Internship Postcards: Roshard Bryant '14E
August 2012—Story by Jenny Morgan, photo by Rob Mattson/Amherst College, Office of Public Affairs
If you spend time with Roshard Bryant ‘14E, you'll quickly learn three things: he has infinite reserves of energy, an effortless ability to work with people, and genuine passion for everything he does. Not a bad combination for someone who thinks he wants to be an educator.
Bryant, a black studies major from the Bronx, New York, teamed up with eight other Amherst College students this July to intern with the Vela Scholars. The program, which will begin its seventh year this fall, is a year-round partnership between the Amherst Regional Middle School and Amherst College. From the South African language Xhosa, "vela" means to rise and grow. During the school year, volunteers tutor middle school students in a daily after school program. During the summer, Amherst interns partner with middle school teachers to facilitate a three-week enrichment program for rising seventh and eighth graders. According to Bryant, the summer enrichment program can make a significant difference for students who might have fallen behind during the school year. "If students are already struggling, they have a lot of learning loss over the summer," Bryant explains. "[Vela] works to fill in those gaps so students are up to speed with their peers during the school year."
Bryant's passion for teaching and working with youth was a natural progression. A star basketball player, Bryant has always considered the sport his first love. Yet long before he considered career options, he thought about the problems in public education: growing up, Bryant struggled to find an educational model that fit him. "I jumped between six different schools between starting school and getting to Amherst," he says. "I realized something is wrong with this system— I know it's not me. Why I am constantly changing schools to find the right academic institution that will suit me?" When a knee injury and subsequent surgeries kept Bryant away from Amherst for a semester, he made a decision that would bring education into focus. Bryant volunteered for New Heights, a New York City non-profit dedicated to inspiring students to excel academically through basketball. “[They] use the sport to offer kids more educational opportunities," Bryant explains. In high school, Bryant played basketball with the organization, but he’d always placed out of the academic component. Through administrative work, fundraising, and helping to plan the summer academy, Bryant “became really passionate about education." This summer, Bryant got his first taste of standing at the front of a classroom.
The Vela Scholars summer program is structured like a school day— with a twist. The day begins at 8:30 with a 50 minute math enrichment session, led by a pair of Amherst interns. For the next two hours, students have two class periods: one for math and science and one for social studies and language arts. Each intern is paired with a teacher from the middle school, and it’s during this time that the Amherst interns occasionally take the helm. For Bryant, having the opportunity to teach— not tutor— was significant. "It was my first summer really getting to take on the role of teaching," he says. “The teachers have been open to allowing us to share our input and help model the lesson plans. Working with the teachers has been really rewarding.” After classes, the students eat lunch, attend enrichment activities coordinated by interns, and then enjoy free time before leaving at 2:30. It’s during the enrichment activities that Bryant can unleash some of his boundless energy. “During the enrichment activities, I teach performance arts. I'm taking a lot of things I've learned from courses at Amherst— I've led a lot of improvisational and vocal performance exercises.”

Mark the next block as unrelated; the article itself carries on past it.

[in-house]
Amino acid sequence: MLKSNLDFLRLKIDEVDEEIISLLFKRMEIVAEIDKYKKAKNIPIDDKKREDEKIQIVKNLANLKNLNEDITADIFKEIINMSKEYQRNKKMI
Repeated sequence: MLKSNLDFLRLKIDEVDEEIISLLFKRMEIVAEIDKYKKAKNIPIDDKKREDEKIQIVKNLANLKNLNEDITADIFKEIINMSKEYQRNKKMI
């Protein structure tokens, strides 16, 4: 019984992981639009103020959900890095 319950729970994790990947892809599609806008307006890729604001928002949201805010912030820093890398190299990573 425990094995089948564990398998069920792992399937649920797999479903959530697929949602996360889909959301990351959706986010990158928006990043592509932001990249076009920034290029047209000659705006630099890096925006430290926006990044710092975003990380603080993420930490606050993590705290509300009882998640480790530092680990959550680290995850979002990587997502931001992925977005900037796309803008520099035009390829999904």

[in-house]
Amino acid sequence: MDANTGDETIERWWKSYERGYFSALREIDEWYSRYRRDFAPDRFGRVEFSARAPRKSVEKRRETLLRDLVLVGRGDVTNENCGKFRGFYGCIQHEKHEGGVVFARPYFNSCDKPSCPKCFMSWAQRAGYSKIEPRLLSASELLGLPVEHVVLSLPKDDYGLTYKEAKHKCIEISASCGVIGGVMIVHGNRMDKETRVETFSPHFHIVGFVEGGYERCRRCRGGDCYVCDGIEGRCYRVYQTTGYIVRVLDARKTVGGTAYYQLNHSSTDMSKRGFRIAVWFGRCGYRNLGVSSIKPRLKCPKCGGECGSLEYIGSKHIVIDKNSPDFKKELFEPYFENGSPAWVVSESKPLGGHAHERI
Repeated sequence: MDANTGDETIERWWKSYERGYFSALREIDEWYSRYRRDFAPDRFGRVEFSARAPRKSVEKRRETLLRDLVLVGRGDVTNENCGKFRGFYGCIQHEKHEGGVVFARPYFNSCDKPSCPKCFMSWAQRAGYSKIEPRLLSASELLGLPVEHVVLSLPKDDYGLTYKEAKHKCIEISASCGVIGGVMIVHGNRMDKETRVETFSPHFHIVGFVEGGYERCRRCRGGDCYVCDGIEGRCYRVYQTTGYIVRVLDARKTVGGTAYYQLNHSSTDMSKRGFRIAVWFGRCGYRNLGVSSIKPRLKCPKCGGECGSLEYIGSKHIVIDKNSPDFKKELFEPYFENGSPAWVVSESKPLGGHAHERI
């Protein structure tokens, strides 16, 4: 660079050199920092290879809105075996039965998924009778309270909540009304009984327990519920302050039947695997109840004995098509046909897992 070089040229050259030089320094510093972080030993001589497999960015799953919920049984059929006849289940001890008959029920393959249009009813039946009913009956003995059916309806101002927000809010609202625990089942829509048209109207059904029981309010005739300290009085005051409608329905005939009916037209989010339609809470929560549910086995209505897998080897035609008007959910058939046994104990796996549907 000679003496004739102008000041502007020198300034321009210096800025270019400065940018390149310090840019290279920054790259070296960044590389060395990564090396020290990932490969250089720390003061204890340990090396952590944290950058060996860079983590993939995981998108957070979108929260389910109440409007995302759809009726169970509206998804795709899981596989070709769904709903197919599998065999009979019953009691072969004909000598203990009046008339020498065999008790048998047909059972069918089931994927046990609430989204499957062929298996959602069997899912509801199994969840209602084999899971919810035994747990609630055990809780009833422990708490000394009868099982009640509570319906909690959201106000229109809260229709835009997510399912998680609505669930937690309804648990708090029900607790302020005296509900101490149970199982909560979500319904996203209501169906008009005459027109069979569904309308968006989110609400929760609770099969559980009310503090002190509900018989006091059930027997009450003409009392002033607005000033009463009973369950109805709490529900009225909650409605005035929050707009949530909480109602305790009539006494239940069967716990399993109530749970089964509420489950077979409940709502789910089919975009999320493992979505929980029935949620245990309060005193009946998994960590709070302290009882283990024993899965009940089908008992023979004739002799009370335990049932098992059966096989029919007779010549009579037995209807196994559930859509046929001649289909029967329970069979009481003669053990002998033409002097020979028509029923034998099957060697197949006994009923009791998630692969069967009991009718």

For Bryant, who describes himself as “the kid who went back to camp to be a counselor the minute I could,” learning when to take a step back has been his biggest challenge. “I learn a lot from [when] I watch how others lead,” he says. Bryant has also struggled with how to respond to racist jokes or comments. “You see a lot of different things around race. My work with the Center for Community Engagement has helped me learn how to have these conversations with college students, but how do you talk about race, identity, and gender politics to 11- and 12-year-olds?” Putting ideas into practice in the classroom has been, by far, the most rewarding part of his internship. “There is a way that things come together,” Bryant says. “You do all this research and you write a thesis. Seeing how some of the teachers have used popular education and social justice work that I'm learning about in the black studies and sociology departments is [like] seeing my work at Amherst come to life.”
This summer, 182 students interned in 13 countries, 12 states, Washington, D.C., and Puerto Rico through the Center for Community Engagement’s summer internship programs. Each day this week, we’ll share a different internship postcard. Today's postcard is from Roshard Bryant '14E from the Bronx, New York. Bryant interned this summer for the Vela Scholars in Amherst, Massachusetts.
Jenny Morgan is a staff writer for the Center for Community Engagement. She welcomes comments or questions at jmorgan[at]amherst[dot]edu.